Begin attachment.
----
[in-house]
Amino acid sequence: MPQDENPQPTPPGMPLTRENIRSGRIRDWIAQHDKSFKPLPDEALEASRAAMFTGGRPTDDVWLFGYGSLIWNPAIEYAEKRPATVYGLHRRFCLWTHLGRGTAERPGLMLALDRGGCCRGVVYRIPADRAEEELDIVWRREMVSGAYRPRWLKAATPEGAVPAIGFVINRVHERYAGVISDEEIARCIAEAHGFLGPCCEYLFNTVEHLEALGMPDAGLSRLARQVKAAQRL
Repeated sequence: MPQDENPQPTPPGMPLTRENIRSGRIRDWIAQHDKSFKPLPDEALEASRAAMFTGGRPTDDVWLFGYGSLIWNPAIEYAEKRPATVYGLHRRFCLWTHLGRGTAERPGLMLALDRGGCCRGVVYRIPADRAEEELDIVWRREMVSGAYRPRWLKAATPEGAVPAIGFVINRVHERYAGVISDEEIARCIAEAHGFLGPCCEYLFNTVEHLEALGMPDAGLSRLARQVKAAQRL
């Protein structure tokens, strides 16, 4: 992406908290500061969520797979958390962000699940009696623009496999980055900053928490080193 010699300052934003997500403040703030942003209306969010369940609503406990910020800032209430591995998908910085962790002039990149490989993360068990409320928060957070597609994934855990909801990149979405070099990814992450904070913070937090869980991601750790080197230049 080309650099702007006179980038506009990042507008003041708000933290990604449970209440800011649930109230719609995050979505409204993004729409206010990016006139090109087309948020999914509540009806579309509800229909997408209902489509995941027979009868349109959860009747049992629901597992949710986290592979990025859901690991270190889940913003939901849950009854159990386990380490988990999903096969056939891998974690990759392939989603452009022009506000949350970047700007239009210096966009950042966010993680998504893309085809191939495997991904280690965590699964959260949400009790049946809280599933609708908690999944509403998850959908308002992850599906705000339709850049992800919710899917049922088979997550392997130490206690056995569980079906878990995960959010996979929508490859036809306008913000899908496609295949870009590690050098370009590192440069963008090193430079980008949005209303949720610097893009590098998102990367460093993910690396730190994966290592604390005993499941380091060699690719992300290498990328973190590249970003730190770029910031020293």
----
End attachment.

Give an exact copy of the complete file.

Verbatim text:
[in-house]
Amino acid sequence: MPQDENPQPTPPGMPLTRENIRSGRIRDWIAQHDKSFKPLPDEALEASRAAMFTGGRPTDDVWLFGYGSLIWNPAIEYAEKRPATVYGLHRRFCLWTHLGRGTAERPGLMLALDRGGCCRGVVYRIPADRAEEELDIVWRREMVSGAYRPRWLKAATPEGAVPAIGFVINRVHERYAGVISDEEIARCIAEAHGFLGPCCEYLFNTVEHLEALGMPDAGLSRLARQVKAAQRL
Repeated sequence: MPQDENPQPTPPGMPLTRENIRSGRIRDWIAQHDKSFKPLPDEALEASRAAMFTGGRPTDDVWLFGYGSLIWNPAIEYAEKRPATVYGLHRRFCLWTHLGRGTAERPGLMLALDRGGCCRGVVYRIPADRAEEELDIVWRREMVSGAYRPRWLKAATPEGAVPAIGFVINRVHERYAGVISDEEIARCIAEAHGFLGPCCEYLFNTVEHLEALGMPDAGLSRLARQVKAAQRL
């Protein structure tokens, strides 16, 4: 992406908290500061969520797979958390962000699940009696623009496999980055900053928490080193 010699300052934003997500403040703030942003209306969010369940609503406990910020800032209430591995998908910085962790002039990149490989993360068990409320928060957070597609994934855990909801990149979405070099990814992450904070913070937090869980991601750790080197230049 080309650099702007006179980038506009990042507008003041708000933290990604449970209440800011649930109230719609995050979505409204993004729409206010990016006139090109087309948020999914509540009806579309509800229909997408209902489509995941027979009868349109959860009747049992629901597992949710986290592979990025859901690991270190889940913003939901849950009854159990386990380490988990999903096969056939891998974690990759392939989603452009022009506000949350970047700007239009210096966009950042966010993680998504893309085809191939495997991904280690965590699964959260949400009790049946809280599933609708908690999944509403998850959908308002992850599906705000339709850049992800919710899917049922088979997550392997130490206690056995569980079906878990995960959010996979929508490859036809306008913000899908496609295949870009590690050098370009590192440069963008090193430079980008949005209303949720610097893009590098998102990367460093993910690396730190994966290592604390005993499941380091060699690719992300290498990328973190590249970003730190770029910031020293």